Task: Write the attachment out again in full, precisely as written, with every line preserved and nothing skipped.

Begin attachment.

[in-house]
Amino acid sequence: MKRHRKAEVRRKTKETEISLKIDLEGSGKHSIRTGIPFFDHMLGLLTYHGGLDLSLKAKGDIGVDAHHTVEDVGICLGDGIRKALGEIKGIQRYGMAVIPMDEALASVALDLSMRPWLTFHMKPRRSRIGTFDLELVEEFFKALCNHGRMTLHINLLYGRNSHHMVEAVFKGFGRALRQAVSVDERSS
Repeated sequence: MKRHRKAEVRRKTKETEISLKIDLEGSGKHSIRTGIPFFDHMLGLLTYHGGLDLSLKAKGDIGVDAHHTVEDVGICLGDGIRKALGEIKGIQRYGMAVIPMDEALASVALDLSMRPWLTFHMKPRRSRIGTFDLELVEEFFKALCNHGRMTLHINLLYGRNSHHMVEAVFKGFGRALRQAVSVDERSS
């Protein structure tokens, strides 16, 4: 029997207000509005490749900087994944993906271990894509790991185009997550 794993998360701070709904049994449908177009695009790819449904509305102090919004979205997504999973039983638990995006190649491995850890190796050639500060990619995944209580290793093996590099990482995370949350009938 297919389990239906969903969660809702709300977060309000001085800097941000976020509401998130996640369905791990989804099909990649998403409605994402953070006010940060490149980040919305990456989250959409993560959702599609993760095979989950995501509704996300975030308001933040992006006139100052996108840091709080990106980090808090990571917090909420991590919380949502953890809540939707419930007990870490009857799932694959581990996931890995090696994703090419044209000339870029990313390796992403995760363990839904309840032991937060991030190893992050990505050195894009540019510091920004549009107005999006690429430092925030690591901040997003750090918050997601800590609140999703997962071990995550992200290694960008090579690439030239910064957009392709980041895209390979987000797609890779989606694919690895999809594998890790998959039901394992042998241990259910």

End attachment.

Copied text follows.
[in-house]
Amino acid sequence: MKRHRKAEVRRKTKETEISLKIDLEGSGKHSIRTGIPFFDHMLGLLTYHGGLDLSLKAKGDIGVDAHHTVEDVGICLGDGIRKALGEIKGIQRYGMAVIPMDEALASVALDLSMRPWLTFHMKPRRSRIGTFDLELVEEFFKALCNHGRMTLHINLLYGRNSHHMVEAVFKGFGRALRQAVSVDERSS
Repeated sequence: MKRHRKAEVRRKTKETEISLKIDLEGSGKHSIRTGIPFFDHMLGLLTYHGGLDLSLKAKGDIGVDAHHTVEDVGICLGDGIRKALGEIKGIQRYGMAVIPMDEALASVALDLSMRPWLTFHMKPRRSRIGTFDLELVEEFFKALCNHGRMTLHINLLYGRNSHHMVEAVFKGFGRALRQAVSVDERSS
């Protein structure tokens, strides 16, 4: 029997207000509005490749900087994944993906271990894509790991185009997550 794993998360701070709904049994449908177009695009790819449904509305102090919004979205997504999973039983638990995006190649491995850890190796050639500060990619995944209580290793093996590099990482995370949350009938 297919389990239906969903969660809702709300977060309000001085800097941000976020509401998130996640369905791990989804099909990649998403409605994402953070006010940060490149980040919305990456989250959409993560959702599609993760095979989950995501509704996300975030308001933040992006006139100052996108840091709080990106980090808090990571917090909420991590919380949502953890809540939707419930007990870490009857799932694959581990996931890995090696994703090419044209000339870029990313390796992403995760363990839904309840032991937060991030190893992050990505050195894009540019510091920004549009107005999006690429430092925030690591901040997003750090918050997601800590609140999703997962071990995550992200290694960008090579690439030239910064957009392709980041895209390979987000797609890779989606694919690895999809594998890790998959039901394992042998241990259910």